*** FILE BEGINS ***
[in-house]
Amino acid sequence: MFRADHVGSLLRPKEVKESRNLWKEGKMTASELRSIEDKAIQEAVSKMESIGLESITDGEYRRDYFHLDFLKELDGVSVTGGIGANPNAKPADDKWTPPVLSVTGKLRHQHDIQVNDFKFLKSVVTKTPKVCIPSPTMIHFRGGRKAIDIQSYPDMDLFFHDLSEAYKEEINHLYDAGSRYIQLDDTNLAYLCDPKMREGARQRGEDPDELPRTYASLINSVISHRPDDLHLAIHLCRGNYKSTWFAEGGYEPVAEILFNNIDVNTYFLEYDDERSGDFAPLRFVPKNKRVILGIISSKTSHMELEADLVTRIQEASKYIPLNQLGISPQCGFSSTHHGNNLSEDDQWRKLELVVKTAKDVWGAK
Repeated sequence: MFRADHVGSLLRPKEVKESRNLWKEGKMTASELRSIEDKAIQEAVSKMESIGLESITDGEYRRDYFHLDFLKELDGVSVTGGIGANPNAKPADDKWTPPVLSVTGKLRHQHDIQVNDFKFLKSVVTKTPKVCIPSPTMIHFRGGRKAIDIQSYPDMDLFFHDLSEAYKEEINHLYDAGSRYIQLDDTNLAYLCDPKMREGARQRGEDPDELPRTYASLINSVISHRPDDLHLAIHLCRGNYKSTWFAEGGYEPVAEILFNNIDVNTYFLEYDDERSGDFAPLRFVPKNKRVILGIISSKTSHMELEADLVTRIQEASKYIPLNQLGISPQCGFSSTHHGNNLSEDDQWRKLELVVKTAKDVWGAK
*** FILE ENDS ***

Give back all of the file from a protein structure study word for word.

[in-house]
Amino acid sequence: MFRADHVGSLLRPKEVKESRNLWKEGKMTASELRSIEDKAIQEAVSKMESIGLESITDGEYRRDYFHLDFLKELDGVSVTGGIGANPNAKPADDKWTPPVLSVTGKLRHQHDIQVNDFKFLKSVVTKTPKVCIPSPTMIHFRGGRKAIDIQSYPDMDLFFHDLSEAYKEEINHLYDAGSRYIQLDDTNLAYLCDPKMREGARQRGEDPDELPRTYASLINSVISHRPDDLHLAIHLCRGNYKSTWFAEGGYEPVAEILFNNIDVNTYFLEYDDERSGDFAPLRFVPKNKRVILGIISSKTSHMELEADLVTRIQEASKYIPLNQLGISPQCGFSSTHHGNNLSEDDQWRKLELVVKTAKDVWGAK
Repeated sequence: MFRADHVGSLLRPKEVKESRNLWKEGKMTASELRSIEDKAIQEAVSKMESIGLESITDGEYRRDYFHLDFLKELDGVSVTGGIGANPNAKPADDKWTPPVLSVTGKLRHQHDIQVNDFKFLKSVVTKTPKVCIPSPTMIHFRGGRKAIDIQSYPDMDLFFHDLSEAYKEEINHLYDAGSRYIQLDDTNLAYLCDPKMREGARQRGEDPDELPRTYASLINSVISHRPDDLHLAIHLCRGNYKSTWFAEGGYEPVAEILFNNIDVNTYFLEYDDERSGDFAPLRFVPKNKRVILGIISSKTSHMELEADLVTRIQEASKYIPLNQLGISPQCGFSSTHHGNNLSEDDQWRKLELVVKTAKDVWGAK